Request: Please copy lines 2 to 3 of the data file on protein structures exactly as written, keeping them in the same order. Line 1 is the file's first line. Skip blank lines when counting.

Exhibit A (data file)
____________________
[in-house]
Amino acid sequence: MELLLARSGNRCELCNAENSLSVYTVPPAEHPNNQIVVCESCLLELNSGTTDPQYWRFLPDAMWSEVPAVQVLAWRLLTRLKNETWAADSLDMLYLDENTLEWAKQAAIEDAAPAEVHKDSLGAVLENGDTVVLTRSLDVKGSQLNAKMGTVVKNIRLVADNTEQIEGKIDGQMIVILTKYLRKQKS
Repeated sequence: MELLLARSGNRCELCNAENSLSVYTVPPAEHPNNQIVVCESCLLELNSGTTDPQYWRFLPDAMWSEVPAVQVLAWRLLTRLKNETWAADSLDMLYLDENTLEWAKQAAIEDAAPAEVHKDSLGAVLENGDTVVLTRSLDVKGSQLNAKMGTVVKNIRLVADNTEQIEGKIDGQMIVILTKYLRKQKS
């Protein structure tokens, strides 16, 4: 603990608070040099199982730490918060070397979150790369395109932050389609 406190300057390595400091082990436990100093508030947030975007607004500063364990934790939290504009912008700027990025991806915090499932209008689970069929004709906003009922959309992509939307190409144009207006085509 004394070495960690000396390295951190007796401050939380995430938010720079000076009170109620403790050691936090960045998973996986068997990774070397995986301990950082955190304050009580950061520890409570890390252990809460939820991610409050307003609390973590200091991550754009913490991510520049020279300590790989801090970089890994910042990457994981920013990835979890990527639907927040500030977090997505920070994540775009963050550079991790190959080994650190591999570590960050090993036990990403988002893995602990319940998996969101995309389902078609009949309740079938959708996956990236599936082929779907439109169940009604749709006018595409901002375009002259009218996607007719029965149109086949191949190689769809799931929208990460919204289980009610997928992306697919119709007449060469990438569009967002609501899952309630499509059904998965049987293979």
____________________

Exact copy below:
Amino acid sequence: MELLLARSGNRCELCNAENSLSVYTVPPAEHPNNQIVVCESCLLELNSGTTDPQYWRFLPDAMWSEVPAVQVLAWRLLTRLKNETWAADSLDMLYLDENTLEWAKQAAIEDAAPAEVHKDSLGAVLENGDTVVLTRSLDVKGSQLNAKMGTVVKNIRLVADNTEQIEGKIDGQMIVILTKYLRKQKS
Repeated sequence: MELLLARSGNRCELCNAENSLSVYTVPPAEHPNNQIVVCESCLLELNSGTTDPQYWRFLPDAMWSEVPAVQVLAWRLLTRLKNETWAADSLDMLYLDENTLEWAKQAAIEDAAPAEVHKDSLGAVLENGDTVVLTRSLDVKGSQLNAKMGTVVKNIRLVADNTEQIEGKIDGQMIVILTKYLRKQKS